Drug slows Alzheimer’s by 35%, bolstering treatment

Drug slows Alzheimer’s by 35%, bolstering treatment

CHICAGO (Reuters) -An experimental Alzheimer’s drug developed by Eli Lilly and Co slowed cognitive decline by 35% in a late-stage trial, the company said on Wednesday, providing what experts say is the strongest evidence yet that removing sticky amyloid plaques from the brain benefits patients with the fatal disease.

Lilly’s drug, donanemab, met all goals of the trial, the company said. It slowed progression of Alzheimer’s by 35% compared to a placebo in 1,182 people with early-stage disease whose brains had deposits of two key Alzheimer’s proteins, beta amyloid as well as intermediate levels of tau, a protein linked to disease progression and brain cell death .

The study also evaluated the drug in 552 patients with high levels of knowledge and found that when both groups were combined, donanemab slowed progression by 29% based on a commonly used scale of dementia progression known as the Clinical Dementia Rating Scale (CDR-SB) .

Using that scale, experts said Lilly’s findings were roughly on par with Eisai Co Ltd and Biogen Inc’s lecanemab, sold published under the brand name Leqembi, which reduced cognitive decline by 27% in patients with early Alzheimer’s in a study last year.

Evidence of Alzheimer's disease on PET scans at the Center for Alzheimer's Research and Treatment in Boston

Evidence of Alzheimer’s disease on PET scans at the Center for Alzheimer’s Research and Treatment in Boston

The results drove Lilly’s shares to a record high, up more than 6% at $429.85.

Dr. Ronald Petersen, an Alzheimer’s researcher at Mayo Clinic, said Lilly’s trial is the third to show removing amyloid from the brain slows progression of the disease, which could put to rest some lingering doubts about the benefits of drugs in the class and the amyloid-lowering theory.

“It’s modest, but I think it’s real,” he said of the benefit, “and I think it’s clinically meaningful.”

Dr. Erik Musiek, a Washington University neurologist at Barnes-Jewish Hospital, said the efficacy looks as good or better than lecanemab.

“The evidence is really starting to build up that these drugs do work,” he said.

Musiek said the findings also offer some of the first evidence for the benefit of earlier treatment. “It really does suggest that you need to remove these plaques early, before the tau really gets going,” he said.


In the donanemab treatment group, Lilly said brain swelling, a known side effect of drugs of this type, occurred in 24% of participants, with 6.1% experiencing symptoms. Brain bleeding occurred in 31.4% of the donanemab group and 13.6% of the placebo group.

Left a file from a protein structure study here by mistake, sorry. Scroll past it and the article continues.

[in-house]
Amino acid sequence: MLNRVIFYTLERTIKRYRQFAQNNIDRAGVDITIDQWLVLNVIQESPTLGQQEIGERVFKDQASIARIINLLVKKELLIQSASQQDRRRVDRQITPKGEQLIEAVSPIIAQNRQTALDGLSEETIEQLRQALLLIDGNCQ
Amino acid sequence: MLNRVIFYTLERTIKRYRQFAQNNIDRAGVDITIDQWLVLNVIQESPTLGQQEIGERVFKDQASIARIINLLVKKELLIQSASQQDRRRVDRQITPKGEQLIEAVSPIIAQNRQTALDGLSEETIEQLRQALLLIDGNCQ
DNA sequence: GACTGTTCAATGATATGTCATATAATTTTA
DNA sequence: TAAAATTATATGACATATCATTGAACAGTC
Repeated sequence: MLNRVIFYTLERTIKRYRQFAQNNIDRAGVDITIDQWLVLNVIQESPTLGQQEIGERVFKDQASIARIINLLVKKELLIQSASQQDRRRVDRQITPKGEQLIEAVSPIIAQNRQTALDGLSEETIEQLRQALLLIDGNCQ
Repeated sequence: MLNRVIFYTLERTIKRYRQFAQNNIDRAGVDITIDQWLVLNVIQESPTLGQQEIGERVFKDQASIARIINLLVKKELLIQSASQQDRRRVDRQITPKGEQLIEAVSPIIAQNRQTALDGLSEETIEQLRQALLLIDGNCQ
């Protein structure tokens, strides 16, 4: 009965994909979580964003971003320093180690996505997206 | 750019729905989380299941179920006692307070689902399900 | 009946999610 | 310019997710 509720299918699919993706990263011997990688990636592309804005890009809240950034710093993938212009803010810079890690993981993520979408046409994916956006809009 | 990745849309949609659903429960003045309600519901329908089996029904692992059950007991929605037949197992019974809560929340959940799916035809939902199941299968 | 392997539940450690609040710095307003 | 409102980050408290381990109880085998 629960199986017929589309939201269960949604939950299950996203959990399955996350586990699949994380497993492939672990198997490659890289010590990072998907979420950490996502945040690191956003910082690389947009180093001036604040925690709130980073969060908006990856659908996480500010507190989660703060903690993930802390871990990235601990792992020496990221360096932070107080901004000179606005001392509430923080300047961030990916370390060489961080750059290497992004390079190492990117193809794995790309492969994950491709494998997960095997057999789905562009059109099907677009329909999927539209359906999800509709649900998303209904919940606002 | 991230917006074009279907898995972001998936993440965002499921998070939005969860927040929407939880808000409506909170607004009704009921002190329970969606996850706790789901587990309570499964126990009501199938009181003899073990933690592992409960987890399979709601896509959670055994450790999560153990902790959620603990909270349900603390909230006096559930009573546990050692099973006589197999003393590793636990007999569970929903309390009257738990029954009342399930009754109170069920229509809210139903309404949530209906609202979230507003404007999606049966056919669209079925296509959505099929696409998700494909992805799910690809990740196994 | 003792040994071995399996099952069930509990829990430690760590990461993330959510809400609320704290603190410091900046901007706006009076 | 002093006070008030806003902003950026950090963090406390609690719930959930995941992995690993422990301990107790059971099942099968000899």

In the Leqembi Phase 3 trial, the drug was associated with brain swelling in nearly 13% of its study participants.

Lilly said the incidence of serious brain swelling in the donanemab study was 1.6%, including two deaths attributed to the condition, and a third, after an incident of serious brain swelling.

A research note by SVB Securities analyst David Risinger was headlined: “Donanemab Succeeds, But Safety Remains a Concern”.

“Clearly, one saw benefits here, but there are some risks that need to be considered,” said Dr. Eric Reiman, executive director of the Banner Alzheimer’s Institute, which is running a study of donanemab in presymptomatic patients.

Lilly said it plans to file for traditional US approval by the end of June, and with regulators from other countries shortly thereafter. A company spokesman said a US approval decision should come by year-end or early 2024.

Alzheimer’s experts said they were eager to see the full results of the study, including data on how the drug performs in people who carry an Alzheimer’s risk gene known as APOE4, who have been prone to increased risk of side effects in prior trials.

Those results are set to be presented at an Alzheimer’s meeting in Amsterdam this summer.

Study participants received a monthly intravenous infusion of donanemab. At 12 months, half had no evidence of amyloid plaques, the company said.

It also said 47% of donaneab patients in the 18-month trial had no disease progression at 12 months, compared with 29% of the placebo group.

Lilly’s drug is poised to become the third in its class on the market following US approval of two similar medicines developed by partners Eisai and Biogen – Leqembi as well as Aduhelm, which failed to gain traction with doctors or insurers after showing little evidence that it slowed cognitive decline.

Both were approved under the FDA’s accelerated review program, based on their ability to remove amyloid plaques.

Leqembi is currently undergoing the FDA’s standard review process, with a decision due by July 6.

Lilly is still working on finalizing the price for donanemab, and plans for it to be in the same range as other similar therapies, CEO David Ricks told CNBC.

More than 6 million Americans are living with Alzheimer’s, and that number is projected to rise to nearly 13 million by 2050, according to the Alzheimer’s Association.

(Reporting by Julie Steenhuysen in Chicago and Deena Beasley in Los Angeles, additional reporting by Manas Mishra in Bengaluru; Editing by Bill Berkrot)

Originally published

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